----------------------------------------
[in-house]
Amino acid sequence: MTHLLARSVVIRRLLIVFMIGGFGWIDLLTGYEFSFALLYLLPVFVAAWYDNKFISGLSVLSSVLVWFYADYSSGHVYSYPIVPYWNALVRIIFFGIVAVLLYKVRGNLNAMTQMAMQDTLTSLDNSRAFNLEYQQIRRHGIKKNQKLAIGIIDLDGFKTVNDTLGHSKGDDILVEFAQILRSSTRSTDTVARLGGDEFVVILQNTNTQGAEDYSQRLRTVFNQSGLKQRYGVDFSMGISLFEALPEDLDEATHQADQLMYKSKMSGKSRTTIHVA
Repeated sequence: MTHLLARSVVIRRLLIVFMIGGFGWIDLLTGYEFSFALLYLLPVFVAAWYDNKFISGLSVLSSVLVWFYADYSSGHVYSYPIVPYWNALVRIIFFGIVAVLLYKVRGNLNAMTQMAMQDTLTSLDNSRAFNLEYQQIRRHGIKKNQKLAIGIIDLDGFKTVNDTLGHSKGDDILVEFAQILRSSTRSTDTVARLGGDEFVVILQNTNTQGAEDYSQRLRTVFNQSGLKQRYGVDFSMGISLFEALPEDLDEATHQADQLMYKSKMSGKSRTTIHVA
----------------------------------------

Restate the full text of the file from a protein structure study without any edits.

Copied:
[in-house]
Amino acid sequence: MTHLLARSVVIRRLLIVFMIGGFGWIDLLTGYEFSFALLYLLPVFVAAWYDNKFISGLSVLSSVLVWFYADYSSGHVYSYPIVPYWNALVRIIFFGIVAVLLYKVRGNLNAMTQMAMQDTLTSLDNSRAFNLEYQQIRRHGIKKNQKLAIGIIDLDGFKTVNDTLGHSKGDDILVEFAQILRSSTRSTDTVARLGGDEFVVILQNTNTQGAEDYSQRLRTVFNQSGLKQRYGVDFSMGISLFEALPEDLDEATHQADQLMYKSKMSGKSRTTIHVA
Repeated sequence: MTHLLARSVVIRRLLIVFMIGGFGWIDLLTGYEFSFALLYLLPVFVAAWYDNKFISGLSVLSSVLVWFYADYSSGHVYSYPIVPYWNALVRIIFFGIVAVLLYKVRGNLNAMTQMAMQDTLTSLDNSRAFNLEYQQIRRHGIKKNQKLAIGIIDLDGFKTVNDTLGHSKGDDILVEFAQILRSSTRSTDTVARLGGDEFVVILQNTNTQGAEDYSQRLRTVFNQSGLKQRYGVDFSMGISLFEALPEDLDEATHQADQLMYKSKMSGKSRTTIHVA